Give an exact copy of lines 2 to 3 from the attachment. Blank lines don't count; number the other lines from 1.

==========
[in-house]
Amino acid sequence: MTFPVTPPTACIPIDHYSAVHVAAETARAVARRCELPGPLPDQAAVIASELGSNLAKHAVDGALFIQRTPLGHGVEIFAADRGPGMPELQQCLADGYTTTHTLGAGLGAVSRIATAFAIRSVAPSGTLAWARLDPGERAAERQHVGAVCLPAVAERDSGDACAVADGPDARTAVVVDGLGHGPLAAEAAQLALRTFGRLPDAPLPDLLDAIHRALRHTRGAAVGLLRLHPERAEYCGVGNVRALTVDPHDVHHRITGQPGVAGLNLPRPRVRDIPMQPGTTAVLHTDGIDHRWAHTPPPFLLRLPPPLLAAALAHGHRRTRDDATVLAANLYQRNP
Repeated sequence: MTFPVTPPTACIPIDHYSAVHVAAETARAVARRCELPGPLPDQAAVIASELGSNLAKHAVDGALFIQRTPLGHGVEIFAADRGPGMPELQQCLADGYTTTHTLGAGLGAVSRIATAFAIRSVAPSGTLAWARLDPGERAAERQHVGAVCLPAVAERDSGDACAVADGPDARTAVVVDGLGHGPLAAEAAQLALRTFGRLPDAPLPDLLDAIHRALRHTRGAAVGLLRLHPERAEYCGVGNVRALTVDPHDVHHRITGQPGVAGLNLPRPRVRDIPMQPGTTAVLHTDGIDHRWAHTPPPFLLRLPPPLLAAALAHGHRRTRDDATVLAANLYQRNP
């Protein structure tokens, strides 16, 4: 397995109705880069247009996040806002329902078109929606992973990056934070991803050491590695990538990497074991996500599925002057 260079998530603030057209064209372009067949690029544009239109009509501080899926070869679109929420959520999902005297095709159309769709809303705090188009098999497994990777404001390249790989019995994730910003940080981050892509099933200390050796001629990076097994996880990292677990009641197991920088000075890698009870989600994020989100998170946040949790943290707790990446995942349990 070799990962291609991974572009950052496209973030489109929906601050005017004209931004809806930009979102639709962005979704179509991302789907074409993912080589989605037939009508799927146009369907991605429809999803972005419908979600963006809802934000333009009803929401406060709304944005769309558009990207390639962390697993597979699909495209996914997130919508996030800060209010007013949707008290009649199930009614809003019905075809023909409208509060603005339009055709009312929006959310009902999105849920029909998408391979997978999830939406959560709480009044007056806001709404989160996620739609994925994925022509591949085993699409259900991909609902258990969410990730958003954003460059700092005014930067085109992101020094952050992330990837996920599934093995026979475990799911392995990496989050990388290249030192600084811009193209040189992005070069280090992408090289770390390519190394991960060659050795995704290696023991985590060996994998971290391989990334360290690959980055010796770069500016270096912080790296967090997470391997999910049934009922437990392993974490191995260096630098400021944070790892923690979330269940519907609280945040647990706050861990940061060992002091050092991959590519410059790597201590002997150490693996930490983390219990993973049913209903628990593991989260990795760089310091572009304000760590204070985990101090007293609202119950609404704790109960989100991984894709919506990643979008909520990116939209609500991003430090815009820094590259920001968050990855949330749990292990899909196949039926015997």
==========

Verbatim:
Amino acid sequence: MTFPVTPPTACIPIDHYSAVHVAAETARAVARRCELPGPLPDQAAVIASELGSNLAKHAVDGALFIQRTPLGHGVEIFAADRGPGMPELQQCLADGYTTTHTLGAGLGAVSRIATAFAIRSVAPSGTLAWARLDPGERAAERQHVGAVCLPAVAERDSGDACAVADGPDARTAVVVDGLGHGPLAAEAAQLALRTFGRLPDAPLPDLLDAIHRALRHTRGAAVGLLRLHPERAEYCGVGNVRALTVDPHDVHHRITGQPGVAGLNLPRPRVRDIPMQPGTTAVLHTDGIDHRWAHTPPPFLLRLPPPLLAAALAHGHRRTRDDATVLAANLYQRNP
Repeated sequence: MTFPVTPPTACIPIDHYSAVHVAAETARAVARRCELPGPLPDQAAVIASELGSNLAKHAVDGALFIQRTPLGHGVEIFAADRGPGMPELQQCLADGYTTTHTLGAGLGAVSRIATAFAIRSVAPSGTLAWARLDPGERAAERQHVGAVCLPAVAERDSGDACAVADGPDARTAVVVDGLGHGPLAAEAAQLALRTFGRLPDAPLPDLLDAIHRALRHTRGAAVGLLRLHPERAEYCGVGNVRALTVDPHDVHHRITGQPGVAGLNLPRPRVRDIPMQPGTTAVLHTDGIDHRWAHTPPPFLLRLPPPLLAAALAHGHRRTRDDATVLAANLYQRNP